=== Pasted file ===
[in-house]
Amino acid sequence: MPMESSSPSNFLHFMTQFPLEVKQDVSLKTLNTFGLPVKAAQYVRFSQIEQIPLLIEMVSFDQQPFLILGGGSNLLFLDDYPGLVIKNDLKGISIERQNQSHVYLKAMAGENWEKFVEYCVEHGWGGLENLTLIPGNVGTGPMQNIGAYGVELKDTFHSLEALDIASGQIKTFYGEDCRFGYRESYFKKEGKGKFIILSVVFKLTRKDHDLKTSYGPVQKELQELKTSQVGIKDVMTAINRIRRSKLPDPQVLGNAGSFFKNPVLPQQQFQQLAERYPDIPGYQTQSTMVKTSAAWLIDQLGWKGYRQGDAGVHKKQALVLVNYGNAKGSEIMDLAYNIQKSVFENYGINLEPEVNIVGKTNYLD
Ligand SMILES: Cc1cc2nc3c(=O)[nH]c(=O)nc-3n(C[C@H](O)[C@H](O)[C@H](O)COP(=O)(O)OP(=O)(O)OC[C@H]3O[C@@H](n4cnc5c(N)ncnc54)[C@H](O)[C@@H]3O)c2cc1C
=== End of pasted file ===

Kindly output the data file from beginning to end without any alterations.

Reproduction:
[in-house]
Amino acid sequence: MPMESSSPSNFLHFMTQFPLEVKQDVSLKTLNTFGLPVKAAQYVRFSQIEQIPLLIEMVSFDQQPFLILGGGSNLLFLDDYPGLVIKNDLKGISIERQNQSHVYLKAMAGENWEKFVEYCVEHGWGGLENLTLIPGNVGTGPMQNIGAYGVELKDTFHSLEALDIASGQIKTFYGEDCRFGYRESYFKKEGKGKFIILSVVFKLTRKDHDLKTSYGPVQKELQELKTSQVGIKDVMTAINRIRRSKLPDPQVLGNAGSFFKNPVLPQQQFQQLAERYPDIPGYQTQSTMVKTSAAWLIDQLGWKGYRQGDAGVHKKQALVLVNYGNAKGSEIMDLAYNIQKSVFENYGINLEPEVNIVGKTNYLD
Ligand SMILES: Cc1cc2nc3c(=O)[nH]c(=O)nc-3n(C[C@H](O)[C@H](O)[C@H](O)COP(=O)(O)OP(=O)(O)OC[C@H]3O[C@@H](n4cnc5c(N)ncnc54)[C@H](O)[C@@H]3O)c2cc1C